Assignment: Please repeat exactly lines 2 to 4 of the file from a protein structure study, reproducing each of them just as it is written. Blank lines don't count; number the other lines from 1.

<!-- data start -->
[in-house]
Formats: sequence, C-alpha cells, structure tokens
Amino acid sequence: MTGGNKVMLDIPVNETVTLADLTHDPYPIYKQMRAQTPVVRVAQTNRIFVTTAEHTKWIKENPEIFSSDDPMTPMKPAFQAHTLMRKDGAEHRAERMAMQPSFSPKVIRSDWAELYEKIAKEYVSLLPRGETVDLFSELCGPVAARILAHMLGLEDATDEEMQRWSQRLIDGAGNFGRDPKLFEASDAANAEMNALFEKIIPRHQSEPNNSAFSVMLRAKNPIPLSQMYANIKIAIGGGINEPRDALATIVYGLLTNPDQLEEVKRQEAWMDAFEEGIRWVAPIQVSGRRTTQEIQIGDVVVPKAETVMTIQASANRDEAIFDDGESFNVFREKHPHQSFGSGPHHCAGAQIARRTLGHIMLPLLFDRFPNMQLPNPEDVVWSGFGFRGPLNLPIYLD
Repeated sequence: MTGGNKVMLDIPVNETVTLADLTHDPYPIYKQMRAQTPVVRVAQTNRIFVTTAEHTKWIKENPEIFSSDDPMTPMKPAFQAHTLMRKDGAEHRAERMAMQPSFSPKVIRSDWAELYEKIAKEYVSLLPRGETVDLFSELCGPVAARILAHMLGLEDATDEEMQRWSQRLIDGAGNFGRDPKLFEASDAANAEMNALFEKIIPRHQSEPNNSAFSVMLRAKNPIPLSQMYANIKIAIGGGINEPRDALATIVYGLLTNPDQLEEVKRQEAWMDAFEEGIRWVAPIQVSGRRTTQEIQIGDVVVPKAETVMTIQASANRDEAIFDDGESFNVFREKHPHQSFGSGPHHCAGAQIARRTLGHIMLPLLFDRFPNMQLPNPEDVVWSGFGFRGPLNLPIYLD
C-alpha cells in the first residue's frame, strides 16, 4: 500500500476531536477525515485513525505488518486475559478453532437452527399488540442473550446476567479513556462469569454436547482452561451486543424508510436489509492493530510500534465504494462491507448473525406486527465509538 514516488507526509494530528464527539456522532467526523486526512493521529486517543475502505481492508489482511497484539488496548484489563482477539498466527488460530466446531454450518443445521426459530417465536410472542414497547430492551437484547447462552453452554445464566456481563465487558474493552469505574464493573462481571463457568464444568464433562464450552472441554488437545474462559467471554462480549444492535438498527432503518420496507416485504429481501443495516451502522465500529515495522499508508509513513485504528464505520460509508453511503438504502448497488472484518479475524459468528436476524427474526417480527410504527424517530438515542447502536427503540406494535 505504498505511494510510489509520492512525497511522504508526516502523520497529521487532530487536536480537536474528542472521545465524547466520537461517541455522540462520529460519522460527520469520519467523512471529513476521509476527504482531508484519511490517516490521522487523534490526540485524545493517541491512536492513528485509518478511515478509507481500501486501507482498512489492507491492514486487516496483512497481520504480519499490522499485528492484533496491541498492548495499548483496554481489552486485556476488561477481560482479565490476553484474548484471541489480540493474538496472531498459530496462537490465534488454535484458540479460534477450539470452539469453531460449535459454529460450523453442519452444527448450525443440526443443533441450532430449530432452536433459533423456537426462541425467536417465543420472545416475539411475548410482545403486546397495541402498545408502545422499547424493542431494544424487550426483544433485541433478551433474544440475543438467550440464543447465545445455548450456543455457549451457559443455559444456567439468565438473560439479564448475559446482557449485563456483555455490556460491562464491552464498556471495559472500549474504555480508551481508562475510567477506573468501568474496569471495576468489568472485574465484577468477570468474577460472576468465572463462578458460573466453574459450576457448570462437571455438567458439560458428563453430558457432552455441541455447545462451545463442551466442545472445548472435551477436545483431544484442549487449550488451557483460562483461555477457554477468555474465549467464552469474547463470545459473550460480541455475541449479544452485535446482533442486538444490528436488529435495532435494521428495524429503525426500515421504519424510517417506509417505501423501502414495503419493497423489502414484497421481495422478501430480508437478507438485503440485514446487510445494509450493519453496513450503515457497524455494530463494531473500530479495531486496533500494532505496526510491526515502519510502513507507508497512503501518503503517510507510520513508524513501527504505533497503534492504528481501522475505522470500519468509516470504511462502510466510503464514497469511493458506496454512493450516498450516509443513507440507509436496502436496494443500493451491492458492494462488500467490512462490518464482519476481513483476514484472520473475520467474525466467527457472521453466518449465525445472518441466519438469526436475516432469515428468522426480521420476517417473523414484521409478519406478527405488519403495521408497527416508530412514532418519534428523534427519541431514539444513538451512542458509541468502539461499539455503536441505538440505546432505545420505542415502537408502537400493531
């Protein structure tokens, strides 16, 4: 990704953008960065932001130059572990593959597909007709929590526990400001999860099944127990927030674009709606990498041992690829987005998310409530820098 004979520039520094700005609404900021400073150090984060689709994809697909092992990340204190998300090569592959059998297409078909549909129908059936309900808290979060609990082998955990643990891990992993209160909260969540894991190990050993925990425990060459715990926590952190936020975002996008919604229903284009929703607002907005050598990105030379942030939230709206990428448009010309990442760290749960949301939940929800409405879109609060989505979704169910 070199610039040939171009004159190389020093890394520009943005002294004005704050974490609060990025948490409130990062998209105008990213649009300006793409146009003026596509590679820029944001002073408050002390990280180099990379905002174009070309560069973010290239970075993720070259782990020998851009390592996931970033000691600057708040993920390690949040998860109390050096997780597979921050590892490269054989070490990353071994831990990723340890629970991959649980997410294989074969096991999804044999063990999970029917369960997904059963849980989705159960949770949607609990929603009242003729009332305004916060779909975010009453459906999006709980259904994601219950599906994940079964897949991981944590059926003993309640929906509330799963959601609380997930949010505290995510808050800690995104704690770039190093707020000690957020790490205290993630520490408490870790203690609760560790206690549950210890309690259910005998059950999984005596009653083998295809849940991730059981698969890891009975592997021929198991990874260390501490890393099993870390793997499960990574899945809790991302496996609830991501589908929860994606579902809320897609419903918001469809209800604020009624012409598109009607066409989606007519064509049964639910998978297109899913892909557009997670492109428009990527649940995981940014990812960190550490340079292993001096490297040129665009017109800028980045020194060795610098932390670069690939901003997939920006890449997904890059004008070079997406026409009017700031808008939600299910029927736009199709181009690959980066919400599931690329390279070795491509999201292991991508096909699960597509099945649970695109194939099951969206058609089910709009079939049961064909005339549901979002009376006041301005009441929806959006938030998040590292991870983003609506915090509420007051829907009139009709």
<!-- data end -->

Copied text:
Formats: sequence, C-alpha cells, structure tokens
Amino acid sequence: MTGGNKVMLDIPVNETVTLADLTHDPYPIYKQMRAQTPVVRVAQTNRIFVTTAEHTKWIKENPEIFSSDDPMTPMKPAFQAHTLMRKDGAEHRAERMAMQPSFSPKVIRSDWAELYEKIAKEYVSLLPRGETVDLFSELCGPVAARILAHMLGLEDATDEEMQRWSQRLIDGAGNFGRDPKLFEASDAANAEMNALFEKIIPRHQSEPNNSAFSVMLRAKNPIPLSQMYANIKIAIGGGINEPRDALATIVYGLLTNPDQLEEVKRQEAWMDAFEEGIRWVAPIQVSGRRTTQEIQIGDVVVPKAETVMTIQASANRDEAIFDDGESFNVFREKHPHQSFGSGPHHCAGAQIARRTLGHIMLPLLFDRFPNMQLPNPEDVVWSGFGFRGPLNLPIYLD
Repeated sequence: MTGGNKVMLDIPVNETVTLADLTHDPYPIYKQMRAQTPVVRVAQTNRIFVTTAEHTKWIKENPEIFSSDDPMTPMKPAFQAHTLMRKDGAEHRAERMAMQPSFSPKVIRSDWAELYEKIAKEYVSLLPRGETVDLFSELCGPVAARILAHMLGLEDATDEEMQRWSQRLIDGAGNFGRDPKLFEASDAANAEMNALFEKIIPRHQSEPNNSAFSVMLRAKNPIPLSQMYANIKIAIGGGINEPRDALATIVYGLLTNPDQLEEVKRQEAWMDAFEEGIRWVAPIQVSGRRTTQEIQIGDVVVPKAETVMTIQASANRDEAIFDDGESFNVFREKHPHQSFGSGPHHCAGAQIARRTLGHIMLPLLFDRFPNMQLPNPEDVVWSGFGFRGPLNLPIYLD